• (8) A person who refuses to answer questions or obey orders of the bankruptcy court, either in his or her bankruptcy case or in the bankruptcy case of a relative, business associate, or corporation with which he or she is associated.

What persons are eligible to file under chapter 7?

Any person who resides in, does business in, or has property in the United States may file under chapter 7, except a person who has been involved in another bankruptcy case that was dismissed within the last 180 days on certain grounds.

May a husband and wife file jointly under chapter 7?

Yes. A husband and wife may file a joint petition under chapter 7. If a joint petition is filed, only one set of bankruptcy forms is needed and only one filing fee is charged.

How does the filing of a chapter 7 case affect collection and other legal proceedings that have been filed against the debtor in other courts?

The filing of a chapter 7 case automatically stays (or stops) most collection and other legal proceedings pending against the debtor. A few days after a chapter 7 case is filed, the court mails a notice to all creditors ordering them to refrain from any further action against the debtor. If necessary, this notice may be served earlier by the debtor or the debtor's attorney. Any creditor who intentionally violates the automatic stay may be held in contempt of court and may be liable to the debtor in damages. Criminal proceedings and actions to collect alimony, maintenance, or support from exempt property or property acquired by the debtor after the chapter 7 case was filed are not affected by the automatic stay. The automatic stay also does not protect cosigners and guarantors of the debtor, and a creditor may continue to collect debts of the debtor from those persons after the debtor files a chapter 7 case.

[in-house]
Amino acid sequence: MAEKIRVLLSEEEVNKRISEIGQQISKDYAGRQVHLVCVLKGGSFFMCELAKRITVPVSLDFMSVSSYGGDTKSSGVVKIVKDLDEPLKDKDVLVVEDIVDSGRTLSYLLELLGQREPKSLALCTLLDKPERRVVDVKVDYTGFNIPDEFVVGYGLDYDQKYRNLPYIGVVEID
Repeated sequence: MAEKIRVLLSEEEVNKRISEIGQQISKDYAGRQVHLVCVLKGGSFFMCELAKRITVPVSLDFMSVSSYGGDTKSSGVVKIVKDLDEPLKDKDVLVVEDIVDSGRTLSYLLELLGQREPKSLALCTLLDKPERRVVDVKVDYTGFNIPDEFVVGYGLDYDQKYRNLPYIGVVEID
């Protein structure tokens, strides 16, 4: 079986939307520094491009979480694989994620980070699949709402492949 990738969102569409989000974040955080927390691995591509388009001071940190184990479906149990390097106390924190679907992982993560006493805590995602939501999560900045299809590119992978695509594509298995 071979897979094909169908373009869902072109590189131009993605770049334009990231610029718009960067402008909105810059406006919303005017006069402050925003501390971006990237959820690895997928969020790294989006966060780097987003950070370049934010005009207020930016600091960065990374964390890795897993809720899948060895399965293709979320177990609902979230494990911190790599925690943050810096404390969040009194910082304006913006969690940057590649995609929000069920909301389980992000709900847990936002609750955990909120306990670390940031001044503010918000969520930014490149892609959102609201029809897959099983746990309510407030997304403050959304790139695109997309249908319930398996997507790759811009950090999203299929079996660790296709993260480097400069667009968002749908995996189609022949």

What should the debtor do if he or she moves before the chapter 7 case is closed?

The debtor should immediately notify the bankruptcy court in writing of the new address. Because most communications between a debtor and the bankruptcy court are by mail, it is important that the bankruptcy court always has the debtor's current address. Otherwise, the debtor may fail to receive important notices and the chapter 7 case may be dismissed. Contact your attorney immediately if you move.

How is a debtor notified when his or her discharge has been granted?

Usually by mail. Most courts send a form called "Discharge of Debtor" to the debtor and to all creditors. This form is a copy of the court order discharging the debtor from his or her dischargeable debts, and it serves as notice that the debtor's discharge has been granted. It is usually mailed about four months after a chapter 7 case is filed.

How long does a chapter 7 case last?

A chapter 7 case begins with the filing of the case and ends with the closing of the case by the court. If the debtor has no nonexempt assets for the trustee to collect, the case will most likely be closed shortly after the debtor receives his or her discharge, which is usually about four months after the case is filed. If the debtor has nonexempt assets for the trustee to collect, the length of the case will depend on how long it takes the trustee to collect the assets and perform his or her other duties in the case. Most consumer cases with assets last about six months, but some last considerably longer.

How does a chapter 7 discharge affect the liability of cosigners and other parties who may be liable to a creditor on a discharged debt?

A chapter 7 discharge releases only the debtor. The liability of any other party on a debt is not affected by a chapter 7 discharge. Therefore, a person who has cosigned or guaranteed a debt for the debtor is still liable for the debt regardless of the debtor's chapter 7 discharge.